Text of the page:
By Clifford Webb
Another 2,000 British Leyland car workers were laid off yesterday by the crippling effects of the British Road Services drivers’ pay dispute. Nearly 15,000 have now been made idle at 10 plants by the withdrawal of lorries taking components to the factories.
A row is threatening over the amount of lay-off pay being received by the 5,000 men laid off at’ Austin-Morris, Longbridge. Under the terms of the new wage agreement concluded in November the men are entitled to 80 per cent of earnings when unable to work because of an outside dispute. This is paid for seven days in any three month period except in the case of a dispute involving “coal, gas, water and other utilities”.
It is then paid for only five days. Management at Longbridge has initerpreted BRS’s standing as that of a utility, and is restricting payment to five days , a view challenged by the unions. To date the Longbridge men have received 10 days! pay because last week came at the end of the agreement’s first quarter and this week is the first of a new quarter, but next week their wages will fall from £36 to £22 as lay-off pay is replaced by the engineering industry’s guaranteed standby rate.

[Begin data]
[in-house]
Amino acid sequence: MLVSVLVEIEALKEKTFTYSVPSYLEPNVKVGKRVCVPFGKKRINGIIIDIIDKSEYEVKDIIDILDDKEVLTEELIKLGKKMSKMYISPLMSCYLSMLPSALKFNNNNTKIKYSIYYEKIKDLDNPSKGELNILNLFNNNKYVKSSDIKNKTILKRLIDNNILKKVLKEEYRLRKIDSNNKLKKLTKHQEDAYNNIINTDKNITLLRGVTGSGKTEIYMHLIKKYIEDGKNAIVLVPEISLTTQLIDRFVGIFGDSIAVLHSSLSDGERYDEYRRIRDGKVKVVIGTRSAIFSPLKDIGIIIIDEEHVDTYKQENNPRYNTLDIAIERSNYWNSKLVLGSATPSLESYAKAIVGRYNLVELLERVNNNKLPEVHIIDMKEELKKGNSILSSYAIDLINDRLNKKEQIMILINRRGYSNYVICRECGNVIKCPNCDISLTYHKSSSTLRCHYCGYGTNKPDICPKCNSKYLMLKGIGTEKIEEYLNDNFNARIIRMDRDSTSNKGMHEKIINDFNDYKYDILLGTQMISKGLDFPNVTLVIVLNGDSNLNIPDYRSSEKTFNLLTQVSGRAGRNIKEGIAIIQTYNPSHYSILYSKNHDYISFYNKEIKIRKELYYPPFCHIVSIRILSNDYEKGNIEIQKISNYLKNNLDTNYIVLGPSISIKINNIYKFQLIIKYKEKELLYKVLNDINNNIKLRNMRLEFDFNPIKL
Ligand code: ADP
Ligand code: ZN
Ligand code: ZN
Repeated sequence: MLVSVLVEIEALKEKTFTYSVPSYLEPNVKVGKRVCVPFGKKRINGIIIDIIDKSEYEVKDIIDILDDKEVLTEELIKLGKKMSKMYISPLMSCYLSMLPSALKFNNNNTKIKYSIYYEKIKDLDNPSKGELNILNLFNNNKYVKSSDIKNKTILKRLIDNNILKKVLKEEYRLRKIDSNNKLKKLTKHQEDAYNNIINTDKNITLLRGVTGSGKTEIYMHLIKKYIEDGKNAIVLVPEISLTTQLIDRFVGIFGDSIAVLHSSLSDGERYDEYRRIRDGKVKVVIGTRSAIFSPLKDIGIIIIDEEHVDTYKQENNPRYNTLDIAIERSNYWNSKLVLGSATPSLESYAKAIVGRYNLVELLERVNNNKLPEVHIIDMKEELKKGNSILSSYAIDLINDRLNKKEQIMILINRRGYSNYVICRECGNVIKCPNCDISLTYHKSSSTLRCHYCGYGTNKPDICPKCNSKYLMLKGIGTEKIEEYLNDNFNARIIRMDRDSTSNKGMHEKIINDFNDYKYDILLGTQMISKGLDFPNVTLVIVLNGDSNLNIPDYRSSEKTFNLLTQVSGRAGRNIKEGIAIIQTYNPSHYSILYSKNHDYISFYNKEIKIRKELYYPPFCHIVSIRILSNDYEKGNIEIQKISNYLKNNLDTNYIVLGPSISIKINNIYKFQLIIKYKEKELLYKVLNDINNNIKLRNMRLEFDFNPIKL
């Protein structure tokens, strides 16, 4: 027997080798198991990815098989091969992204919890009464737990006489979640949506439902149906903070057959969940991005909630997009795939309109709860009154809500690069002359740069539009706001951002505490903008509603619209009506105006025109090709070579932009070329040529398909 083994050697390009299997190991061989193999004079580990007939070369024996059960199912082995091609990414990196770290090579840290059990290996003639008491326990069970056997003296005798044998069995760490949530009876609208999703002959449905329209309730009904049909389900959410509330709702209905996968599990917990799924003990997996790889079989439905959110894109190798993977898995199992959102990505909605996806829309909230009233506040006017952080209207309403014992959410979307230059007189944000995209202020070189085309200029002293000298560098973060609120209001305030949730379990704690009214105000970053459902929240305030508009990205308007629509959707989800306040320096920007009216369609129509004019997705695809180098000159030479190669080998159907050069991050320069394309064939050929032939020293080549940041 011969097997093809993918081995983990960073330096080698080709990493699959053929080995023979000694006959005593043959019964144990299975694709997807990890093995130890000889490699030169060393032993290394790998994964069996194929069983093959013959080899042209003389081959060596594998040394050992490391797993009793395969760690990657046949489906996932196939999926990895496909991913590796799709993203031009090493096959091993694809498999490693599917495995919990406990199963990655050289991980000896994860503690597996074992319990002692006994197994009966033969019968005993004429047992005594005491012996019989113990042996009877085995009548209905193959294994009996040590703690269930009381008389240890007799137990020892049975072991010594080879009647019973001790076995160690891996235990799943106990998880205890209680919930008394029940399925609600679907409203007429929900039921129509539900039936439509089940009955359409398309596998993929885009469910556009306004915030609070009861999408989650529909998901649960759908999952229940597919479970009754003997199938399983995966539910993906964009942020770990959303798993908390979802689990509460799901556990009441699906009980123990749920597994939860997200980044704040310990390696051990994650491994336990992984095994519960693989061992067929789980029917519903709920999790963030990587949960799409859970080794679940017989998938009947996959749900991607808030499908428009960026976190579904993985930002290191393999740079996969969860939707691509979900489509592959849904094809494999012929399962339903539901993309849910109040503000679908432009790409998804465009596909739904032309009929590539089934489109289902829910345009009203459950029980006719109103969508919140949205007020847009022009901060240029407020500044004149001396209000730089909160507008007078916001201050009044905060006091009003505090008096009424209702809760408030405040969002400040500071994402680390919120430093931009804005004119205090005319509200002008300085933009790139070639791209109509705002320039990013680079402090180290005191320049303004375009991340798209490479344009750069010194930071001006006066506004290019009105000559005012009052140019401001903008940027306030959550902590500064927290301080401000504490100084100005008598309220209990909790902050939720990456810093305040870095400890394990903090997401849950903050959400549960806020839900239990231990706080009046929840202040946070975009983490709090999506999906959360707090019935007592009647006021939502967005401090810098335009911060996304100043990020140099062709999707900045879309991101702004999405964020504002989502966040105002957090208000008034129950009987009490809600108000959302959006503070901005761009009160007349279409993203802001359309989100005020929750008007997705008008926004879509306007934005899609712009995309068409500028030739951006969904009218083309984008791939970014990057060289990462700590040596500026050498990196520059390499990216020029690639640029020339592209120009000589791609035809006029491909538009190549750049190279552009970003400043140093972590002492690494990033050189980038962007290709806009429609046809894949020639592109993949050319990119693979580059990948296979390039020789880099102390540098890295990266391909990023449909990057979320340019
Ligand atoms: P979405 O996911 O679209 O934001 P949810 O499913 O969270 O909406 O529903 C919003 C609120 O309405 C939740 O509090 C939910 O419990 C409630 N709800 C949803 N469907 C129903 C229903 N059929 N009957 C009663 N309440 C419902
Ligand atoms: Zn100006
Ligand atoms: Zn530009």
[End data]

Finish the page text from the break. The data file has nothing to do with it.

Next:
Car production stopped altogether at Triumph, Coventry, yesterday after limping along for over a week. Another 1,500 men were laid off, making 3,000 idle in the works as a whole. A further 350 were laid off at Austin-Morris, Cowley and Castle Bromwich.
Is the Editor of the Parkers website and price guide, formerly editor of Classic Car Weekly, and launch editor/creator of Modern Classics magazine. Has contributed to various motoring titles including Octane, Practical Classics, Evo, Honest John, CAR magazine, Autocar, Pistonheads, Diesel Car, Practical Performance Car, Performance French Car, Car Mechanics, Jaguar World Monthly, MG Enthusiast, Modern MINI, Practical Classics, Fifth Gear Website, Radio 4, and the the Motoring Independent...
Likes 'conditionally challenged' motors and taking them on unfeasible adventures all across Europe.